On 30 August, the top US military commander in Afghanistan, General Stanley McChrystal, submitted a 66-page assessment of the war to the White House. Without additional troops, he noted, the Afghan conflict would “likely result in failure." On 1 December, in his speech to the US Military Academy at West Point, President Obama announced 30,000 extra troops would be sent to Afghanistan in the first half of 2010.
In the three months between the initial request and the final decision, 116 US troops were killed in combat. In October alone, there were 58 US casualties in Afghanistan, making it the deadliest month of the eight-year-long conflict. For the British armed forces, 2009 has been the bloodiest year since the Falklands War in 1982. On 30 November, the day Gordon Brown announced his own plan to send 500 extra troops to Helmand Province, Acting Sergeant John Paxton Amer, of 1st Battalion Coldstream Guards, became the 99th British soldier to be killed in Afghanistan this year.
As the death tolls continue to mount, it is no wonder that public support for the war has cooled on both sides of the Atlantic. So, is Obama's announcement the beginning of the end? "After 18 months," said the president, "our troops will begin to come home." This, however, is not an exit strategy. Obama failed to spell out the necessary criteria for any such drawdown in troop numbers. Nor is it credible to suggest, as he did, that Afghan security forces "will ultimately be responsible for their own country". Was he referring to the under-equipped Afghan National Army, blighted by desertion and drug addiction? Or the under-paid National Police, prone to corruption and Taliban infiltration?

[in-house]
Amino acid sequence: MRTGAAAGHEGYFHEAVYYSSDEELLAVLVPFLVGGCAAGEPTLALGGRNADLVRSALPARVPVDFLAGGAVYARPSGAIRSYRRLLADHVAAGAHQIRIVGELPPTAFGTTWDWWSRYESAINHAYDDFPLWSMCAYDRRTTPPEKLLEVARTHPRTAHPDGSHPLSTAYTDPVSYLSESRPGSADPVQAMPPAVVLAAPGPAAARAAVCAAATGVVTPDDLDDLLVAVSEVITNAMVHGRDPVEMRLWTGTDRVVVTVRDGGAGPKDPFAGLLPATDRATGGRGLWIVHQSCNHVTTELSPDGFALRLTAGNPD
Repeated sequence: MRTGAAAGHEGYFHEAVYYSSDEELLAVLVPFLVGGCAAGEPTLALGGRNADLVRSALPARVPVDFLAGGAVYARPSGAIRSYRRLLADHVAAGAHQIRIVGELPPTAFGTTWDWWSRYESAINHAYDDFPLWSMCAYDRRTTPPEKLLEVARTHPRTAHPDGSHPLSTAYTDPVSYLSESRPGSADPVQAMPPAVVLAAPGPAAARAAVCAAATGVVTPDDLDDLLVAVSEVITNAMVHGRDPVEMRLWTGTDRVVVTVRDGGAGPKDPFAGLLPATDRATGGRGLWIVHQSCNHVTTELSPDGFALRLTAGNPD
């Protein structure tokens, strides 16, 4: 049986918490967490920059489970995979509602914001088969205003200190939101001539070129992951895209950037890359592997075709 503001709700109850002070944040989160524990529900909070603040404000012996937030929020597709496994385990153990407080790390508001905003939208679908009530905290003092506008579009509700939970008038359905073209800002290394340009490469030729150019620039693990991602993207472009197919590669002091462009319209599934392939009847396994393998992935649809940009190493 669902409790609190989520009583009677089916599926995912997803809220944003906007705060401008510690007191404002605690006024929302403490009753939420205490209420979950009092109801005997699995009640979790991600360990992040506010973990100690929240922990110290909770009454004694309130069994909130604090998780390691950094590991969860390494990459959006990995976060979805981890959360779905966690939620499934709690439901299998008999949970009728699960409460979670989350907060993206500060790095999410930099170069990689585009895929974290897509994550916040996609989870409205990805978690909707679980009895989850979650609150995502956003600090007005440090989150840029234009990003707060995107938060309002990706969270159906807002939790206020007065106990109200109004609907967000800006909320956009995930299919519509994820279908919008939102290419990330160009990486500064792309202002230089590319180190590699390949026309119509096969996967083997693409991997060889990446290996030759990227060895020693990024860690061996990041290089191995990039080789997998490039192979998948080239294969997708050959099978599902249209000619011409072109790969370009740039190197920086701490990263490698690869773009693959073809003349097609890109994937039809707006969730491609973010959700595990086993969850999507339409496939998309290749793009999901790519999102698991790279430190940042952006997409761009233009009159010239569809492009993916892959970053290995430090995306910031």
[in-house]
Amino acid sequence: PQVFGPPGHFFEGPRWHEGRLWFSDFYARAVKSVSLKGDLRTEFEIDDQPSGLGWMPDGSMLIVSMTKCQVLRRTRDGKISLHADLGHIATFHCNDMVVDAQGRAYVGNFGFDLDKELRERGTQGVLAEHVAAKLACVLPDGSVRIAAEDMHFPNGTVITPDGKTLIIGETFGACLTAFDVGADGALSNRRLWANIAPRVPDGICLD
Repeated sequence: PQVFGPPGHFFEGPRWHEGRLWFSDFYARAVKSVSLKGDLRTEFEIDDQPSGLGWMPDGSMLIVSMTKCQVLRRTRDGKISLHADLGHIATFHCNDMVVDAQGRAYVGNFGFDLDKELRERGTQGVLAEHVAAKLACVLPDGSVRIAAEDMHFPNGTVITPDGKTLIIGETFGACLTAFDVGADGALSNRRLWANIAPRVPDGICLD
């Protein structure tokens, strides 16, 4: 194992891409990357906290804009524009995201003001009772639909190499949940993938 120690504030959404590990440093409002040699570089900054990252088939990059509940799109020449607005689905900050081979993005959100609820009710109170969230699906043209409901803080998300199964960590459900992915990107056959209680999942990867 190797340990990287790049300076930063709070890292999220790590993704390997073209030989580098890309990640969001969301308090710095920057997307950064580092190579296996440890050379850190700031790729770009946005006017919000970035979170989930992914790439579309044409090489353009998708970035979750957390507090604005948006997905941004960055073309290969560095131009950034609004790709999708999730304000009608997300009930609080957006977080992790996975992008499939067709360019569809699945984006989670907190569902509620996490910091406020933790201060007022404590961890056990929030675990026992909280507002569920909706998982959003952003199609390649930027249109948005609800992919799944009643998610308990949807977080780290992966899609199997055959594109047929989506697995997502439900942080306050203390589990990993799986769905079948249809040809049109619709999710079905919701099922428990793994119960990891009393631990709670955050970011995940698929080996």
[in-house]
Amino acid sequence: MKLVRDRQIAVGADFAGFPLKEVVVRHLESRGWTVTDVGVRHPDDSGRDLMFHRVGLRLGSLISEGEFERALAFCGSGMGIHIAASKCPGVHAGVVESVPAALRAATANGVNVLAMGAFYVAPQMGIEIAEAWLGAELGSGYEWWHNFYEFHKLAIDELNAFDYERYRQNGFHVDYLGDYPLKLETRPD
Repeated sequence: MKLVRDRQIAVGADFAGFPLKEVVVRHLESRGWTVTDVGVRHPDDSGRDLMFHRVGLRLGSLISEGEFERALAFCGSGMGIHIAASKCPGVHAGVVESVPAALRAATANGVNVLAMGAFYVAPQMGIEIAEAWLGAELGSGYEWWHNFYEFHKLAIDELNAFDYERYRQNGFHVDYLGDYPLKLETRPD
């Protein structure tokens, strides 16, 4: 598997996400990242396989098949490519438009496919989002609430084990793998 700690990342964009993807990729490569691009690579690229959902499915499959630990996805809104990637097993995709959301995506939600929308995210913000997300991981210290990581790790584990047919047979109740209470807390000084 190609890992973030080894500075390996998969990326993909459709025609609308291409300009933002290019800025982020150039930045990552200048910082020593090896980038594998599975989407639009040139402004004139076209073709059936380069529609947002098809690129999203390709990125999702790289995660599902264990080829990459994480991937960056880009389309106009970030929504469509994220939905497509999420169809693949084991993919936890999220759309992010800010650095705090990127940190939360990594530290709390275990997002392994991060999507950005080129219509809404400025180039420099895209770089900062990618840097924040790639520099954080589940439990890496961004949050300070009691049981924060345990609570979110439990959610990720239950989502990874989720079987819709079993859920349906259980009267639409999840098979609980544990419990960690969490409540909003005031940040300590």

Meanwhile, ordinary Afghans remain opposed to this troop "surge". In a nationwide poll commissioned by the BBC earlier this year, 73 per cent of Afghans said the number of US-led forces in the country should either be decreased (44 per cent) or "kept at the current level" (29 per cent). Only 18 per cent favoured an increase. If we are fighting a war on behalf of Afghans, it might be worth heeding their opinion.